Queens Metropolitan High School Principal Marci Levy-Maguire said the outside of her school may not be something to look at, but she told Community Education Council 24 members last week she is thrilled with what is going on inside.
After a nearly two-decade battle to put a school at the site at 98-30 Metropolitan Ave. in Forest Hills, Queens Metropolitan HS was slated to open its doors Wednesday to a little more than 400 students, primarily from School Districts 24 and 28.
District 24 covers Glendale, Ridgewood, Elmhurst, Maspeth, Middle Village and Corona. District 28 includes Forest Hills, Rego Park, Jamaica and Kew Gardens.
“As soon as you get past the deep pit in the road outside, it is beautiful,” Levy-Maguire joked of the still rocky terrain outside the school due to construction. “But the school will be ready for students and teachers.”
Levy-Maguire attended CEC 24’s meeting Sept. 1 and said she is looking forward to working with the community during the upcoming school year.
“We’re excited about everything,” said Levy-Maguire, who was born in Forest Hills. “The biggest problem I have is people want to come because there are amazing facilities and our instructional philosophy. That’s a pretty good problem to have.”
CEC 24 President Nick Comaianni said while they are happy the high school is opening, he said he was not pleased that all the seats in the school were not saved specifically for locally zoned students.
The school will ultimately hold about 1,000 students in grades 9 through 12. There are about 350 freshman students who are entering the school this year. Any student from within the school zone in Districts 24 and 28 who put the high school as their first choice on their high school application form were guaranteed a seat, but Comaianni said the city was too quick to allow students from outside the districts to fill in seats not taken by zoned pupils.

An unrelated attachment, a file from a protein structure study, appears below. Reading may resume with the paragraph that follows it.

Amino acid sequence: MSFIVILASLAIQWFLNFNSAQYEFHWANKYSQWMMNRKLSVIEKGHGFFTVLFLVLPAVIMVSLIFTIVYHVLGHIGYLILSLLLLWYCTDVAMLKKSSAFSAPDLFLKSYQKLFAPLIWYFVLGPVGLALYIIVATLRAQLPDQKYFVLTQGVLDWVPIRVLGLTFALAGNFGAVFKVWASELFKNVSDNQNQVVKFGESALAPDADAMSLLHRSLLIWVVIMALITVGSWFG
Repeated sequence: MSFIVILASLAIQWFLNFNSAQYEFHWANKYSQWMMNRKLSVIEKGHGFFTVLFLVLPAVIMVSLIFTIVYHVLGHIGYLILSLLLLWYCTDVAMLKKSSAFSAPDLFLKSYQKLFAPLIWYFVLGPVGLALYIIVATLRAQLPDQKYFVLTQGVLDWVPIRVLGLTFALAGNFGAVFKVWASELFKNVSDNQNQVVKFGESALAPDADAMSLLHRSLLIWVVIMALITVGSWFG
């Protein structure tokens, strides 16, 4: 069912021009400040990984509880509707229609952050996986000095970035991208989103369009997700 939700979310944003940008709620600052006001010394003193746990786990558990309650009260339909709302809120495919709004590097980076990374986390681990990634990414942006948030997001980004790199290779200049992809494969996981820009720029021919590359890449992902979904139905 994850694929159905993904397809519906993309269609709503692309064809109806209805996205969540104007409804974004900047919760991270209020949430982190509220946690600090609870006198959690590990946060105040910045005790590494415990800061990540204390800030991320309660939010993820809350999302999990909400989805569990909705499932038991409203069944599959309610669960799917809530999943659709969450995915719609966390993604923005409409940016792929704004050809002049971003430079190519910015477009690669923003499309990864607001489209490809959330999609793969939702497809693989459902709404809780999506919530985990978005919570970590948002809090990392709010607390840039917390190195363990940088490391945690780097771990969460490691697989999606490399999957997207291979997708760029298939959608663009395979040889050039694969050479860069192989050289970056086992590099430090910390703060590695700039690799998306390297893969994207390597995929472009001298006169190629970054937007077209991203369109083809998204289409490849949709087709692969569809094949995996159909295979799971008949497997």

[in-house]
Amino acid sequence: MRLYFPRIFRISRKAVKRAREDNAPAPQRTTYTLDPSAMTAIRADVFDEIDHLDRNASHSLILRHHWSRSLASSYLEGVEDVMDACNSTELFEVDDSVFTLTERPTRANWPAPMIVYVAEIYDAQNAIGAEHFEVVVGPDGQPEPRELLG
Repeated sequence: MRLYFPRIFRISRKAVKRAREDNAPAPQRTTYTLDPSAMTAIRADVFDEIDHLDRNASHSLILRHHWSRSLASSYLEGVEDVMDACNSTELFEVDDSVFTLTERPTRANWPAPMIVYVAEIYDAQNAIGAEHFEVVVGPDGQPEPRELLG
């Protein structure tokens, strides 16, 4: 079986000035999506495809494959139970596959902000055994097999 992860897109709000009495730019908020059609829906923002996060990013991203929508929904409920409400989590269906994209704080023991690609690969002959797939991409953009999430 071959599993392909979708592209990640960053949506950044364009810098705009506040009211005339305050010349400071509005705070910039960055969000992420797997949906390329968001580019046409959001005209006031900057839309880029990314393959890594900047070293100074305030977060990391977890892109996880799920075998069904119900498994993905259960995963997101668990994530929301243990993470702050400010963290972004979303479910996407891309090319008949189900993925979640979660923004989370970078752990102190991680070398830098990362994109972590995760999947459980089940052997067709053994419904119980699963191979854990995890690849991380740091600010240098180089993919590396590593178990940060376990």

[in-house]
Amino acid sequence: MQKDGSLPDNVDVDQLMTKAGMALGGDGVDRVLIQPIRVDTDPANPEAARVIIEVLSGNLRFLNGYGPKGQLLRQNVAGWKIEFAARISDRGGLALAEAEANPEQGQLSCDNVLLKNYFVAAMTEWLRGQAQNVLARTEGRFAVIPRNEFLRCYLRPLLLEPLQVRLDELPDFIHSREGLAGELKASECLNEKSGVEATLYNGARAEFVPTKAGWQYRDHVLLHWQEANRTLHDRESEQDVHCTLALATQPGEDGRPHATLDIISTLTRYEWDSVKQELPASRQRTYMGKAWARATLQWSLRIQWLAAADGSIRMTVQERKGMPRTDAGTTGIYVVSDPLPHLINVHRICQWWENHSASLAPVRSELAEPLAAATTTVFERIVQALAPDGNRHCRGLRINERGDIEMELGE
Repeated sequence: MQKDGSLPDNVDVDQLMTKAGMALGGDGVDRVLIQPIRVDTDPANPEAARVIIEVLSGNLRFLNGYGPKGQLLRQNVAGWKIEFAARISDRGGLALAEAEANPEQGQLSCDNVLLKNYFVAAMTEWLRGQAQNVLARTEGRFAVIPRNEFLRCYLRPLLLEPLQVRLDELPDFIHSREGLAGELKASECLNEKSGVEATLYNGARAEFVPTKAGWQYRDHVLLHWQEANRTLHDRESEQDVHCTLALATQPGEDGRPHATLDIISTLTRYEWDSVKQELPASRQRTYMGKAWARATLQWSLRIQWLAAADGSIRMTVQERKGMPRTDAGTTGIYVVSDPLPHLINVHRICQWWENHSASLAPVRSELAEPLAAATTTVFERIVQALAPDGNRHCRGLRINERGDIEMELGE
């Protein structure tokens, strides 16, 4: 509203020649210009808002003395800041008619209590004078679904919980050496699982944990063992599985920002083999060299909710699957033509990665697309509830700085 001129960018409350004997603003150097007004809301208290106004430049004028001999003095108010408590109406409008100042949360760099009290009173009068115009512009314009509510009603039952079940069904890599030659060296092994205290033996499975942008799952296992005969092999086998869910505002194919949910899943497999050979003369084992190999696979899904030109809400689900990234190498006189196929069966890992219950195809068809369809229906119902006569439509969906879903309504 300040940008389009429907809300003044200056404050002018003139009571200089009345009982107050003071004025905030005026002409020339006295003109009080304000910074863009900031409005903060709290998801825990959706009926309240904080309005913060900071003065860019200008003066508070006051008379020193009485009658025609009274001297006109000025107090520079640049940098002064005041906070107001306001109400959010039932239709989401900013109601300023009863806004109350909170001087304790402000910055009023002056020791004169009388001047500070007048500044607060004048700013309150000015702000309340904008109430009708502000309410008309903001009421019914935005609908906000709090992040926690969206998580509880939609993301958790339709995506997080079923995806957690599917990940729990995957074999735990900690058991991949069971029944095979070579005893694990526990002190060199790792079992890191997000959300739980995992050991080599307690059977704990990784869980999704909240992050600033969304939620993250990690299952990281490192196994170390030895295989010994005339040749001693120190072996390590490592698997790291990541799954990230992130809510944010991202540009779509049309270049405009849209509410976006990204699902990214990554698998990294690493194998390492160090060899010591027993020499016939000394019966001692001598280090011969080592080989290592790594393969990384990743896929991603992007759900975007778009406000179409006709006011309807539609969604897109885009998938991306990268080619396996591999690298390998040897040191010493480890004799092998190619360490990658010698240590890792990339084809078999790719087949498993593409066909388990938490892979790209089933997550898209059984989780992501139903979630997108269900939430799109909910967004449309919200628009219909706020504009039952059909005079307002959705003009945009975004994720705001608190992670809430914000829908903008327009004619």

For example, if a student from the zone opted to go to Stuyvesant HS in Manhattan instead of Metropolitan, the city then allowed anyone in the city to fill that vacant spot. Instead, Comaianni said, the city should have waited for locally zoned students to find out about the new school and apply.
“I said if we couldn’t fill the high school with locally zoned students, let’s increase the zone so it goes 15, 20 blocks further than the zone now,” Comaianni said. “We had a lot of parents who were just a couple blocks from the school come to us and say they want to go there but couldn’t get in. This was a locally zoned school that parents fought very, very hard for.”
State Assemblyman Michael Miller (D-Woodhaven), who Comaianni is challenging; Assemblyman Andrew Hevesi (D-Forest Hills); and City Councilwomen Elizabeth Crowley (D-Middle Village) and Karen Koslowitz (D-Forest Hills) fought to ensure the high school was locally zoned.
The city Department of Education said in early February it was increasing the number of seats for incoming freshmen from 250 to 350, but the additional 100 seats were going to be open to anyone in Queens — a decision met with ire from local community members. Following meetings attended by city education officials and Hevesi, Miller, Koslowitz and Crowley, the city agreed to prioritize students from School Districts 24 and 28.
Glendale resident Stacy Argento, who lives a little outside the zone, said she has been fighting for her son to be able to go to Metropolitan HS and is disappointed the city will not let him into the school and has placed him in Martin Van Buren HS in Queens Village.
“His first choice was Metropolitan, but he didn’t get in, which makes no sense,” Argento said. “We did an appeal, and when I got a letter back, it said he could go to Martin Van Buren. He wants to go to Metropolitan because it’s close to us and looks like it’s going to be an awesome school.”
Reach reporter Anna Gustafson by e-mail at agustafson
©2010 Community News Group
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